The next morning, one of the skiers—a woman who had been on the bootpack at dawn with me—chained herself to a bulldozer. A climber unfurled a banner that read “No Dam, No Mining, Power to the People.” I snapped photos, hurriedly, before workers bullied us away.

I emailed my photos to friends the next week and watched online as community members posted about the event. They encouraged each other to share stories, rallying decision-makers to action. I realized, over the coming months, that this was rare: community-driven storytelling around a common cause—saving a place they loved—hit differently than other stories about peaks they’d climbed or lines they’d skied. There was a power in these collective voices that dissolved tension lurking within the culture of single-minded dominance.

That lesson stayed with me over the years as I collected stamps in my passport and miles on other (equally ugly) vehicles. The push and pull between self and other, personal goals and external demands, never quite left me as I built a freelancer portfolio. First as a digital strategy director, then as a creative strategist, and finally, on my own, balance eluded me. Too much work on the docket swapped priority with too many gobies on the back of my hands. Was this the worst set of problems I’d find on the path of pursuing my dreams?

I felt the stress of manufactured and real problems strain me over the next few years, bending me with the pressure. I poured time and energy into a newer mold for life, growing wings with each step I ran (both figuratively and metaphorically). With new climbs developed, longer distances run, and more fulfilling projects on the horizon, the tang of my work sliced closer to the heart of my being.

It wasn’t until I took a run down a gravel county road in our new home, when I saw a red pickup pull from around the corner and slow, that the shank of this blade struck something deeper. The driver rolled down the window, pointing a rectangular object straight at me. Solar flares through the dust obscured the object: Was that a phone?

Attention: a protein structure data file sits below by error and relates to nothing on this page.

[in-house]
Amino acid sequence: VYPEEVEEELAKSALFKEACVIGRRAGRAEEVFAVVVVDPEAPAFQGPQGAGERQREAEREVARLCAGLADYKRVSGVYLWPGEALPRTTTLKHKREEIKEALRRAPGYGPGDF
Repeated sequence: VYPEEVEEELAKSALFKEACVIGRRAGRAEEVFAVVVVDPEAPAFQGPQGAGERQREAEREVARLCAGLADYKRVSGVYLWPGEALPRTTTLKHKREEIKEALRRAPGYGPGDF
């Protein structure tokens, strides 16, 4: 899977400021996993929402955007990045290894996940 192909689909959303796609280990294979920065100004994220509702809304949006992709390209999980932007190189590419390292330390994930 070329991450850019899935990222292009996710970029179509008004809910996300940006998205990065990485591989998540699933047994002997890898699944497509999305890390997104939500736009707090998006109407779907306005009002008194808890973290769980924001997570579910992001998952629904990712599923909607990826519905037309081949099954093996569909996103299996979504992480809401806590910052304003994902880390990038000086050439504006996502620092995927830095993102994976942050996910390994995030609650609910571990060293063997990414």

The stranger tailed me, filming me as I ran, encircling my sixty minutes of sanity with a cyclone of uncertainty. It was then that I realized: My existence would always confound, if not threaten, somebody. Later that night, I sat down to write out my frustration, and found myself quoting Audre Lord: “Caring for myself is not self-indulgence, it is self-preservation, and that is an act of political warfare.”

I wrote, and shared, in a story called “Yo Alcanzo: She Se Puede,” of what my family, our community, and even my heart wanted of me. That Latino Outdoors, the nonprofit that would post this blog, allowed me to say: “We are just individual musical notes in a symphony beyond our comprehension” blew my mind. Was this creative freedom?

I knew, deep down, that my story wasn’t just my own to tell, and that I wasn’t the only one who felt like this. Our stories as humans, outside, focused so narrowly on the individual in much of outdoor media. The focus is often so tight that much of the light and beauty of our natural world, and her other kin, falls out of frame.

My work opening the aperture of what “being outside” means took on a new form. First through writing, then public speaking, and finally, via film, I learned to shift focus from the individual to the collective. I learned chaos and order can exist harmoniously. In the tangle of new stories, the challenges of political identities, a deterministic set of commonalities emerged.

The smallest of differences in my experience traveling—spending time with friends that cared deeply about a place they might lose forever—compounded over time, transforming how I viewed the storytelling forever. My seemingly random experience may not have been that random: This past September, The North Face tapped me to join its Explore Fund Council to broaden the conversation on inclusive exploration. Through grant-making, storybanking, and thematic exploration, this work circled back to that evening under the Andean moon.

As I walked through the garden that afternoon, I turned sweet compost in the sun. I mused at the stars and bars dangling from my neighbor’s flagpole as a monarch alighted upon the milkweed. After looking straight at the sign of hate, I sat down with my journal to write. “Today,” I scribbled, “a butterfly began a revolution.”

Dani Reyes-Acosta is a filmmaker and professional athlete aiming to inspire individual action and collective communion through self-care and self-determination in the outdoors. Honored by Protect Our Winters as Alliance Member of the Year for her advocacy, she is also an Explore Fund Council Member for The North Face. Find her online as @notlostjustdiscovering or follow @outlierfilmseries to expand the conversation on community.

Cover photo: Abigail Lafleur-shaffer

Photos from top: Loreah Winlow, Abigail Lafleur-shaffer (x3)